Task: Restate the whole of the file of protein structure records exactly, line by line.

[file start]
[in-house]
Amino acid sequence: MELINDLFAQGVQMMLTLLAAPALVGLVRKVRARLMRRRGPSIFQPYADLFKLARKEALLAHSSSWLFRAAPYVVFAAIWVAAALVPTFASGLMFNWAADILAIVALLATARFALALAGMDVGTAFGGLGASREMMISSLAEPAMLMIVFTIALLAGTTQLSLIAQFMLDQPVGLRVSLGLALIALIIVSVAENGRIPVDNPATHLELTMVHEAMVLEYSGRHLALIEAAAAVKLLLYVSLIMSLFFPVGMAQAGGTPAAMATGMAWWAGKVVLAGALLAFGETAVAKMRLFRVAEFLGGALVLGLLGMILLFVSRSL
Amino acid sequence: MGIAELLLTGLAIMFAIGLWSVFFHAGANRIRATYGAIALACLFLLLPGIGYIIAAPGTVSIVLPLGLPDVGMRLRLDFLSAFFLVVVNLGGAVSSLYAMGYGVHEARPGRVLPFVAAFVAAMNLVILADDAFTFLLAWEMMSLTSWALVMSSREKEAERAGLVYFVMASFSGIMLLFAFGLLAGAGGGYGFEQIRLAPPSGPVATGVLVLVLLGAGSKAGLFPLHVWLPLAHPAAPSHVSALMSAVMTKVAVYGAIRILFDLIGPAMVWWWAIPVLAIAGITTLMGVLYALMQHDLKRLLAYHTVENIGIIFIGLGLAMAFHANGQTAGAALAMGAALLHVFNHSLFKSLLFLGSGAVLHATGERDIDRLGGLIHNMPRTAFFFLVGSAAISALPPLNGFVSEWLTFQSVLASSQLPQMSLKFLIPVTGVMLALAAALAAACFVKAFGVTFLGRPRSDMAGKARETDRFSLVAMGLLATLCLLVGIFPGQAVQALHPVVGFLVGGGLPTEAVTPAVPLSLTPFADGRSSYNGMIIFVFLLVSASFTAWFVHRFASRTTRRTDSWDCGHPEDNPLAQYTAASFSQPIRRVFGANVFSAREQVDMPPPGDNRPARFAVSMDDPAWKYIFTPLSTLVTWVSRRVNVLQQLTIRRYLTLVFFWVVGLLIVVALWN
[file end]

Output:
[in-house]
Amino acid sequence: MELINDLFAQGVQMMLTLLAAPALVGLVRKVRARLMRRRGPSIFQPYADLFKLARKEALLAHSSSWLFRAAPYVVFAAIWVAAALVPTFASGLMFNWAADILAIVALLATARFALALAGMDVGTAFGGLGASREMMISSLAEPAMLMIVFTIALLAGTTQLSLIAQFMLDQPVGLRVSLGLALIALIIVSVAENGRIPVDNPATHLELTMVHEAMVLEYSGRHLALIEAAAAVKLLLYVSLIMSLFFPVGMAQAGGTPAAMATGMAWWAGKVVLAGALLAFGETAVAKMRLFRVAEFLGGALVLGLLGMILLFVSRSL
Amino acid sequence: MGIAELLLTGLAIMFAIGLWSVFFHAGANRIRATYGAIALACLFLLLPGIGYIIAAPGTVSIVLPLGLPDVGMRLRLDFLSAFFLVVVNLGGAVSSLYAMGYGVHEARPGRVLPFVAAFVAAMNLVILADDAFTFLLAWEMMSLTSWALVMSSREKEAERAGLVYFVMASFSGIMLLFAFGLLAGAGGGYGFEQIRLAPPSGPVATGVLVLVLLGAGSKAGLFPLHVWLPLAHPAAPSHVSALMSAVMTKVAVYGAIRILFDLIGPAMVWWWAIPVLAIAGITTLMGVLYALMQHDLKRLLAYHTVENIGIIFIGLGLAMAFHANGQTAGAALAMGAALLHVFNHSLFKSLLFLGSGAVLHATGERDIDRLGGLIHNMPRTAFFFLVGSAAISALPPLNGFVSEWLTFQSVLASSQLPQMSLKFLIPVTGVMLALAAALAAACFVKAFGVTFLGRPRSDMAGKARETDRFSLVAMGLLATLCLLVGIFPGQAVQALHPVVGFLVGGGLPTEAVTPAVPLSLTPFADGRSSYNGMIIFVFLLVSASFTAWFVHRFASRTTRRTDSWDCGHPEDNPLAQYTAASFSQPIRRVFGANVFSAREQVDMPPPGDNRPARFAVSMDDPAWKYIFTPLSTLVTWVSRRVNVLQQLTIRRYLTLVFFWVVGLLIVVALWN